The annual release of hay and forage data that defines the previous year’s hay production and year-ending inventories arrived in email inboxes last week. The USDA’s Crop Production and Crop Production Annual Summary reports offer a glimpse of the current state of the forage industry and provide a gauge to measure hay market sensitivity to various production pressures in 2021.
Overall, it was difficult to find any major surprises that were either positive or negative. Most hay-related metrics were down in 2020, but not by much, and many of them are simply adding one more dot to a negative trendline that existed before the year began. Corn silage production, on the other hand, continues to expand. Let’s take a dive into the numbers.
December hay stocks
The USDA makes its assessment of dry hay stocks in May and December of each year. Last May, spring hay stocks improved by about 5.5 million tons over the previous year, following three years of decline.
USDA pegged December 1, 2020, hay stocks at about 84 million tons, down 468,000 tons (0.6%) from a year ago. This puts stocks at essentially the same place they were heading into 2018 and 2020. Of course, they are far below the levels seen during the first 10 years of the decade.
As might be expected, individual states varied in the total amount and direction of hay inventory change (see table below). Of the major hay-producing states, the largest inventory reductions occurred in:
Nevada – down 57.2%
New York – down 37.5%
New Mexico – down 36.4%
Oregon – down 15.8%
Colorado – down 15%
Pennsylvania – down 14.5%
Many states had significant inventory gains. These included:
Alabama – up 63.6%
Illinois – up 33.3%
Minnesota – up 32.5%
Kentucky – up 27.5%
California – up 21.5%
West Virginia – up 16.7%
Bottom line: If hay prices move significantly in 2021, it will likely be the result of some factor other than current hay inventory. Overall, the level of U.S. December 1 hay stocks has dropped about 10 million tons since 2016. At the same time, the U.S. has also experienced a significant decline in the amount of dry hay disappearance between December and the following May. Currently, dairy cow numbers are the rise while beef cows are going in the opposite direction.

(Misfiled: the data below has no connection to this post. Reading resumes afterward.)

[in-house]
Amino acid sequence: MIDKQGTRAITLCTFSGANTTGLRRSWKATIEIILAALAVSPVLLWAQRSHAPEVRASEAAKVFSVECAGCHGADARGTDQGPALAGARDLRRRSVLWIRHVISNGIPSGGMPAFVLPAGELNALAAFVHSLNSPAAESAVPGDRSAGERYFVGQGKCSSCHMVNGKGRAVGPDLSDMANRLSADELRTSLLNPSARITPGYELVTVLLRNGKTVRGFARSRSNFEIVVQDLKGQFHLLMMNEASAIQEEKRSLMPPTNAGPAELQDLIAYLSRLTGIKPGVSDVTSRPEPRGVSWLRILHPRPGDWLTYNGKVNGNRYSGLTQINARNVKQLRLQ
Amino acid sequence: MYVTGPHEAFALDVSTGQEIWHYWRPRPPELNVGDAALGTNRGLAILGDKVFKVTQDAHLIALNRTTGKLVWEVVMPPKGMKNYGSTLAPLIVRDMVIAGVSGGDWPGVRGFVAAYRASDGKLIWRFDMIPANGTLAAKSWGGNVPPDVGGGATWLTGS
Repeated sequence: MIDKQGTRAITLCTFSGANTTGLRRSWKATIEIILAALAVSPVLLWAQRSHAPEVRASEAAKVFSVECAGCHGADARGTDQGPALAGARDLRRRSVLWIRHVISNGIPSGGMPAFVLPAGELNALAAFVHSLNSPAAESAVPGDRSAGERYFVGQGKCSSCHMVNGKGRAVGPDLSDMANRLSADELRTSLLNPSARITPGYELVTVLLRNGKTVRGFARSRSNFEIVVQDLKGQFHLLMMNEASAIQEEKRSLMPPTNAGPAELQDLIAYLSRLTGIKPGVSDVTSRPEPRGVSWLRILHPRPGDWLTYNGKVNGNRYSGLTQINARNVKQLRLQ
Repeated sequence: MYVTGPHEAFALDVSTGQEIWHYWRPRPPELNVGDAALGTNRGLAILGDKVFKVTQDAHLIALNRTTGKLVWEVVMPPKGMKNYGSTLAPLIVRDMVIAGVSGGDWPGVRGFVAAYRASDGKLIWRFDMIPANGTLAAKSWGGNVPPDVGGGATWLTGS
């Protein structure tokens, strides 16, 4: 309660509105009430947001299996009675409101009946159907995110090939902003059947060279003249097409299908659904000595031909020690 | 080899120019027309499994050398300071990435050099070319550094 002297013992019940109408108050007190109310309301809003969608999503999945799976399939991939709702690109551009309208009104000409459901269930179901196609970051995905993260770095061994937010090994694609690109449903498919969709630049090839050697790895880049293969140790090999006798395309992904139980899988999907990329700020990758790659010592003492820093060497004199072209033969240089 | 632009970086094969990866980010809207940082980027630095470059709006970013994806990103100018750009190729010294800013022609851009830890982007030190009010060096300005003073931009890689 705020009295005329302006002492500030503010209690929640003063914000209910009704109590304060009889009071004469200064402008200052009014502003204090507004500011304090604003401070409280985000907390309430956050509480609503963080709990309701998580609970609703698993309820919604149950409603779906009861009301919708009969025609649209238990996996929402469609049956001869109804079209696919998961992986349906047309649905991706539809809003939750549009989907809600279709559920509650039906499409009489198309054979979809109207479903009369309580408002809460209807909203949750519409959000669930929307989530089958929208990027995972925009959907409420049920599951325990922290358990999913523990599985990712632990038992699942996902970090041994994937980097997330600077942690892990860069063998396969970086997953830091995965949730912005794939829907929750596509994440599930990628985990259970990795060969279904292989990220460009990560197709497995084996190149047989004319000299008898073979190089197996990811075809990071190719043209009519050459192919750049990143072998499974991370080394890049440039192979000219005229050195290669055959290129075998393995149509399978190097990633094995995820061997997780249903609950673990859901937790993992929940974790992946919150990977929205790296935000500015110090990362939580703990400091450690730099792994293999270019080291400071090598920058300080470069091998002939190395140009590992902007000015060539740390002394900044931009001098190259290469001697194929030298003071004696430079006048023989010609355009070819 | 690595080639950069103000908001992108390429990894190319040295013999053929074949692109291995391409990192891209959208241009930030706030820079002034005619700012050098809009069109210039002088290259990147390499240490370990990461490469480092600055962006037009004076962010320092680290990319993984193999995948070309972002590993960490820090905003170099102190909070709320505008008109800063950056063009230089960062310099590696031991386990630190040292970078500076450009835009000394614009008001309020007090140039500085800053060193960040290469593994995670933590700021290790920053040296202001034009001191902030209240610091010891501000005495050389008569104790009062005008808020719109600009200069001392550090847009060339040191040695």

Regional differences in hay supplies almost always exist, and high-quality hay is generally in the shortest supply even when overall inventories appear adequate. Also, these inventory numbers do not account for hay stored as high-moisture haylage.
Harvested hay acres
USDA’s Crop Production Annual Summary set the final 2020 harvested hay acreage at 52.3 million, which was just 0.4% fewer acres than last year. The estimates only include acres that had at least one cutting harvested as dry hay.
Once again, Texas led the nation in 2020 with a little over 5 million hay acres and was followed by Missouri (3.07 million acres) and South Dakota (3.05 million acres).
Harvested acres of alfalfa and alfalfa-grass dry hay mixtures declined by about a half million acres (3%).
The top three states for alfalfa dry hay acres harvested in 2020 were Montana (1.9 million), South Dakota (1.8 million), and North Dakota (1.2 million).
Montana had the largest reduction of harvested alfalfa acres in 2020 at 200,000. California continued its downward spiral of alfalfa acres and harvested 105,000 fewer acres than in 2019. The Golden State is now below a half million acres of alfalfa. South Dakota lost 100,000 alfalfa acres in 2020 after several years of significant gains.
Top acreage gainers in 2020 included Iowa (up 130,000), South Dakota (up 105,000), and Washington (up 80,000).